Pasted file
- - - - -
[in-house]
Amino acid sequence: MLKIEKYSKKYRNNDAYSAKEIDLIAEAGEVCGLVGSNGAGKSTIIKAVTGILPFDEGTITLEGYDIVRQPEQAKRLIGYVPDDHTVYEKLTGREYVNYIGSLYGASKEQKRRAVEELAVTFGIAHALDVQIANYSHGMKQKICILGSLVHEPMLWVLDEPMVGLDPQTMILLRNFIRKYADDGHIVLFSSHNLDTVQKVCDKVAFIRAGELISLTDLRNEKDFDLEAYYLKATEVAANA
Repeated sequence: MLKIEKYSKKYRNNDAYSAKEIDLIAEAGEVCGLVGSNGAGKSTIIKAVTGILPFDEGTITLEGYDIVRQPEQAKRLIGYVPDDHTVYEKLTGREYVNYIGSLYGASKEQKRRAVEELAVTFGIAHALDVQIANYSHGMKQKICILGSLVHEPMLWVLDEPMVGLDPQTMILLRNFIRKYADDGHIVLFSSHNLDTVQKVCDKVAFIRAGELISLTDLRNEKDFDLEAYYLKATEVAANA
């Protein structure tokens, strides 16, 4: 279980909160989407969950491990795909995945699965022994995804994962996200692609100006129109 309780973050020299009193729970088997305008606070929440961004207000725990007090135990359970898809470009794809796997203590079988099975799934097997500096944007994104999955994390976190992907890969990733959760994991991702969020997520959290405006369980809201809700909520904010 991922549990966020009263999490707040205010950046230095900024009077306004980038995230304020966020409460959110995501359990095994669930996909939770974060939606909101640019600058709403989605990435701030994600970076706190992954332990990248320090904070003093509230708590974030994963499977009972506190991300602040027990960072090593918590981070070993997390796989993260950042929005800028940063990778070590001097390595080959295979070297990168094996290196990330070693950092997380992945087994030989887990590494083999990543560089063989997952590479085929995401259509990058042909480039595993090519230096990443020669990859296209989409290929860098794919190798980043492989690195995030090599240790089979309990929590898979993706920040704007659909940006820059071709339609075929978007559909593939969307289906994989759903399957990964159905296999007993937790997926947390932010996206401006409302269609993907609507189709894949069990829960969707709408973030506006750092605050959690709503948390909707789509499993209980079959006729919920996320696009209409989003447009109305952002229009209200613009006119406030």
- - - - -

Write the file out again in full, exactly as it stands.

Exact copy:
[in-house]
Amino acid sequence: MLKIEKYSKKYRNNDAYSAKEIDLIAEAGEVCGLVGSNGAGKSTIIKAVTGILPFDEGTITLEGYDIVRQPEQAKRLIGYVPDDHTVYEKLTGREYVNYIGSLYGASKEQKRRAVEELAVTFGIAHALDVQIANYSHGMKQKICILGSLVHEPMLWVLDEPMVGLDPQTMILLRNFIRKYADDGHIVLFSSHNLDTVQKVCDKVAFIRAGELISLTDLRNEKDFDLEAYYLKATEVAANA
Repeated sequence: MLKIEKYSKKYRNNDAYSAKEIDLIAEAGEVCGLVGSNGAGKSTIIKAVTGILPFDEGTITLEGYDIVRQPEQAKRLIGYVPDDHTVYEKLTGREYVNYIGSLYGASKEQKRRAVEELAVTFGIAHALDVQIANYSHGMKQKICILGSLVHEPMLWVLDEPMVGLDPQTMILLRNFIRKYADDGHIVLFSSHNLDTVQKVCDKVAFIRAGELISLTDLRNEKDFDLEAYYLKATEVAANA
């Protein structure tokens, strides 16, 4: 279980909160989407969950491990795909995945699965022994995804994962996200692609100006129109 309780973050020299009193729970088997305008606070929440961004207000725990007090135990359970898809470009794809796997203590079988099975799934097997500096944007994104999955994390976190992907890969990733959760994991991702969020997520959290405006369980809201809700909520904010 991922549990966020009263999490707040205010950046230095900024009077306004980038995230304020966020409460959110995501359990095994669930996909939770974060939606909101640019600058709403989605990435701030994600970076706190992954332990990248320090904070003093509230708590974030994963499977009972506190991300602040027990960072090593918590981070070993997390796989993260950042929005800028940063990778070590001097390595080959295979070297990168094996290196990330070693950092997380992945087994030989887990590494083999990543560089063989997952590479085929995401259509990058042909480039595993090519230096990443020669990859296209989409290929860098794919190798980043492989690195995030090599240790089979309990929590898979993706920040704007659909940006820059071709339609075929978007559909593939969307289906994989759903399957990964159905296999007993937790997926947390932010996206401006409302269609993907609507189709894949069990829960969707709408973030506006750092605050959690709503948390909707789509499993209980079959006729919920996320696009209409989003447009109305952002229009209200613009006119406030």